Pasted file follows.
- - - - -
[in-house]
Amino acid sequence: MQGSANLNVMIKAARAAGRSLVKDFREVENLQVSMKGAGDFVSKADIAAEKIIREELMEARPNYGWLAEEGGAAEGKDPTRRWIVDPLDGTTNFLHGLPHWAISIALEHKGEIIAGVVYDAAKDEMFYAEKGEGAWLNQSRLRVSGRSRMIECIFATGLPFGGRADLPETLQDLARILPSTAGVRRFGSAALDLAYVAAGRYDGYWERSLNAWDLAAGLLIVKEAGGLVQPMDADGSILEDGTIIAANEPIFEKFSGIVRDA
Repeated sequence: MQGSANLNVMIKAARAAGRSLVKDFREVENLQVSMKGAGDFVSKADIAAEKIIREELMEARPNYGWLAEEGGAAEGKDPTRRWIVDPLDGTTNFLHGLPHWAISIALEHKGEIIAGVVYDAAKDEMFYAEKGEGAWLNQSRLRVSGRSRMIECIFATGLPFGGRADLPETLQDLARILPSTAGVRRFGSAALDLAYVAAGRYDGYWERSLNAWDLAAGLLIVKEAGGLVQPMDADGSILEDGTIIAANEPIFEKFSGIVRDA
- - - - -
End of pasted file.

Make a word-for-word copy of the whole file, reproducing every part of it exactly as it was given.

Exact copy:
[in-house]
Amino acid sequence: MQGSANLNVMIKAARAAGRSLVKDFREVENLQVSMKGAGDFVSKADIAAEKIIREELMEARPNYGWLAEEGGAAEGKDPTRRWIVDPLDGTTNFLHGLPHWAISIALEHKGEIIAGVVYDAAKDEMFYAEKGEGAWLNQSRLRVSGRSRMIECIFATGLPFGGRADLPETLQDLARILPSTAGVRRFGSAALDLAYVAAGRYDGYWERSLNAWDLAAGLLIVKEAGGLVQPMDADGSILEDGTIIAANEPIFEKFSGIVRDA
Repeated sequence: MQGSANLNVMIKAARAAGRSLVKDFREVENLQVSMKGAGDFVSKADIAAEKIIREELMEARPNYGWLAEEGGAAEGKDPTRRWIVDPLDGTTNFLHGLPHWAISIALEHKGEIIAGVVYDAAKDEMFYAEKGEGAWLNQSRLRVSGRSRMIECIFATGLPFGGRADLPETLQDLARILPSTAGVRRFGSAALDLAYVAAGRYDGYWERSLNAWDLAAGLLIVKEAGGLVQPMDADGSILEDGTIIAANEPIFEKFSGIVRDA